Retail was previously the stable rental income producing mainstay of institutional property portfolios.
But there are now signs that pension funds and insurers are now rotating their real estate portfolio allocation – which itself has benefitted from flows out of negative-yielding government and corporate bonds – into the more defensive broad ‘Living Sector’ encompassing apartments, student housing, care homes, senior living and hotels.
Since Catella’s previous residential market tracker research report in the first quarter of 2018, the average prime European residential yield has fallen 25 basis points in 15 months to 3.72% and is lower than the equivalent office yield for the first time. The lowest yields in European housing markets are in Stockholm (1.75%) and Zurich (1.90%), with the highest in the eastern European cities of Riga (5.75) and Wroclaw (5.40%).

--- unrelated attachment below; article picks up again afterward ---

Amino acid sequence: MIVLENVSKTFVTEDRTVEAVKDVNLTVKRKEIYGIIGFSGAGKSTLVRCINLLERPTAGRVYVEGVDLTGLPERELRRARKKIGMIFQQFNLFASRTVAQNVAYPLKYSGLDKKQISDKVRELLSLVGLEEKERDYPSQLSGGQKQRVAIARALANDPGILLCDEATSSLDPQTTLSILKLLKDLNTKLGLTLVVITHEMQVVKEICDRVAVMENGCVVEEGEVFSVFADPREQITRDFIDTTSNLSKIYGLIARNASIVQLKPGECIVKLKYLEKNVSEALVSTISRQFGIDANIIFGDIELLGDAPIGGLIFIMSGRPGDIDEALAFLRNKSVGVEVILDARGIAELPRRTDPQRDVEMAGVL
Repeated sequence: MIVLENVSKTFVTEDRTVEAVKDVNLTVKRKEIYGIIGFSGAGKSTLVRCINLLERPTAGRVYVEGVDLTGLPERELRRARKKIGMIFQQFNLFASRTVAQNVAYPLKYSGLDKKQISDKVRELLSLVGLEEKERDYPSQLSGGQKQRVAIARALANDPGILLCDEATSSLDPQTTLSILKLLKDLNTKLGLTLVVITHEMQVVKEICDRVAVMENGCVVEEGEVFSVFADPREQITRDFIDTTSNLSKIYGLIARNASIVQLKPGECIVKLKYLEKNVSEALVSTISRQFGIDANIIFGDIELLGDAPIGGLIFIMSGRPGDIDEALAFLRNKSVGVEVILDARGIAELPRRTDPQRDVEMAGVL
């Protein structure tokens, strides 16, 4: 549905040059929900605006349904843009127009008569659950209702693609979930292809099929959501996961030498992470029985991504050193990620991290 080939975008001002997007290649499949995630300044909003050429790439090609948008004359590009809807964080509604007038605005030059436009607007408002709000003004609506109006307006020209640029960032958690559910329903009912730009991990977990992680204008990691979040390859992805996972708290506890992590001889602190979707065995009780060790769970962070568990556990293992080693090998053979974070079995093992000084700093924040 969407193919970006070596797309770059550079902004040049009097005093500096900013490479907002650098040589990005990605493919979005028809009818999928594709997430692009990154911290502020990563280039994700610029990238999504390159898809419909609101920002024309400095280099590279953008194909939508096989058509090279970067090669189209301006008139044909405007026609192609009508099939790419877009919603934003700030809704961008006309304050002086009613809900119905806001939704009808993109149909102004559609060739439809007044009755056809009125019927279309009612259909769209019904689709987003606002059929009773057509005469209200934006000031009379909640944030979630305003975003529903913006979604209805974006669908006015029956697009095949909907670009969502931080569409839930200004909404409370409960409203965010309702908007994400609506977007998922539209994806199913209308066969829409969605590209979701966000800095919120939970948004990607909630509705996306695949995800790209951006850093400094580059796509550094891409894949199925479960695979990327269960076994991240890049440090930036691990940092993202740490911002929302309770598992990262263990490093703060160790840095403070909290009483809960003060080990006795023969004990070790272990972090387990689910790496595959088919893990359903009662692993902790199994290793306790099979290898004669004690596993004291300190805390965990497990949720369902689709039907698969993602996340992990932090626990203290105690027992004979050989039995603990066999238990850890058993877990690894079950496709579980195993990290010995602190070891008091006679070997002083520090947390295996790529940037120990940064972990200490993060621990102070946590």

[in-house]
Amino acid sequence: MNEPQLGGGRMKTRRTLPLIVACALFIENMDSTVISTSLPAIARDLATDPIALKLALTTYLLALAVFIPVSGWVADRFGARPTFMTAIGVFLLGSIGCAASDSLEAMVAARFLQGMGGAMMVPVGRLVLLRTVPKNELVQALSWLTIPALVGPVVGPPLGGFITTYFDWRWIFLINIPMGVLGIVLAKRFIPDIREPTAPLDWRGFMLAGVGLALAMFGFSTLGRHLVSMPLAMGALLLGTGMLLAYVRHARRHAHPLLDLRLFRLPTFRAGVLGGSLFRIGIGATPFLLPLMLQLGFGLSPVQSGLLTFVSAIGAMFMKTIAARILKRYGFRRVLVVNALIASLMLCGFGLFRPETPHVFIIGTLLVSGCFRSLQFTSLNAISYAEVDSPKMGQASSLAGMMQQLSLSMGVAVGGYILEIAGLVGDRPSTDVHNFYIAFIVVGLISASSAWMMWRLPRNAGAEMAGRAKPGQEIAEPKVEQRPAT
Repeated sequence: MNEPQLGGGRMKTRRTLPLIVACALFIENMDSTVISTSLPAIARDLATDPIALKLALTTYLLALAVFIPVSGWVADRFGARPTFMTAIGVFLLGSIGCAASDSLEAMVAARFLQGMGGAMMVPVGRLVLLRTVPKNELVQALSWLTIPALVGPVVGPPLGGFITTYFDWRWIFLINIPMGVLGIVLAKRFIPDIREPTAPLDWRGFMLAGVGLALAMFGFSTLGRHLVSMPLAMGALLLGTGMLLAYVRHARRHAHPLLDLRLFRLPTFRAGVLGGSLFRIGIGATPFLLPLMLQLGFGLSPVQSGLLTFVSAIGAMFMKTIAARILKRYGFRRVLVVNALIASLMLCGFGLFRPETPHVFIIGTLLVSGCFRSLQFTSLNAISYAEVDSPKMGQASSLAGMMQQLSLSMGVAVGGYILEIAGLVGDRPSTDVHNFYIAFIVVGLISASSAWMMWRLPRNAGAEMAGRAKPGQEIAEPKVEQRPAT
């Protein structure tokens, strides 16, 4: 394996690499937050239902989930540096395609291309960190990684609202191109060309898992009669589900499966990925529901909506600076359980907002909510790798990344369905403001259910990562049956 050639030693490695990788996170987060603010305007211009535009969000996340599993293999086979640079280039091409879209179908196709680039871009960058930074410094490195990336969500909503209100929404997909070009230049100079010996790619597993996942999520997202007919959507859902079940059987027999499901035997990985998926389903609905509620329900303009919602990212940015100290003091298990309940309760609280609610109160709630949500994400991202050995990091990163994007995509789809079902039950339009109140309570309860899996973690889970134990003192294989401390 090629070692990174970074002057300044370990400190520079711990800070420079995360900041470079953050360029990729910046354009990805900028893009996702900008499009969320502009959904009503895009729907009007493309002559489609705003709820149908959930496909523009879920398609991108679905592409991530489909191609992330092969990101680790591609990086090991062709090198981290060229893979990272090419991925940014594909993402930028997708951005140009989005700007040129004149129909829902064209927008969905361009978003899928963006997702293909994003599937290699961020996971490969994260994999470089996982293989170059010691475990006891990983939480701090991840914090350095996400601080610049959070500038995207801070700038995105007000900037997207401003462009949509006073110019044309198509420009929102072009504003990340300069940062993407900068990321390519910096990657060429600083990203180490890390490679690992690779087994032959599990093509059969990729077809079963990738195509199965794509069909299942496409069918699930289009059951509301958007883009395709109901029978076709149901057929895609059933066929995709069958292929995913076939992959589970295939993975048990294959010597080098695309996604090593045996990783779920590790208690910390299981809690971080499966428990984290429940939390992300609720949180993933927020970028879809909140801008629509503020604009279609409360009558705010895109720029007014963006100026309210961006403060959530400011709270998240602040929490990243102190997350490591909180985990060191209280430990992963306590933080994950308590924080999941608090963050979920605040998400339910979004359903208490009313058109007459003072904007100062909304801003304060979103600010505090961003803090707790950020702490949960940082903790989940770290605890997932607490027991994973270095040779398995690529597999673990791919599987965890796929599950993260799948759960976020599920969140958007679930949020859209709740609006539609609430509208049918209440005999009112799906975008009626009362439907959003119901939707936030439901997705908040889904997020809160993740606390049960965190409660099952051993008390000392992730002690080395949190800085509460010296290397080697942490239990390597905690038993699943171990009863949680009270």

The average monthly apartment rent (across all ages of building) in the 59 cities surveyed is currently €15.13 per sqm. The cheapest apartment rents can be found in the Latvian capital Riga (€8.50 sqm), followed by the Belgian city of Liège. On average, the residents of Geneva (€ 28.50 sqm), Paris (€27.90 sqm) and Dublin (€ 25.99 sqm), spend the most money on a rented apartment. Among other European cities, only Oslo and Luxembourg reach the € 25 a month average rental mark.
Thomas Beyerle, Head of Research at Catella, explains:
“We believe there is still some more moderate yield com- pression, and so price gains, to come by the end of the year in those European residential markets that are currently above the European average. So Utrecht and Eindhoven in the Nether- lands, Helsinki in Finland and Seville in Spain, are examples of such cities that are in the centre of Catella’s radar screen.”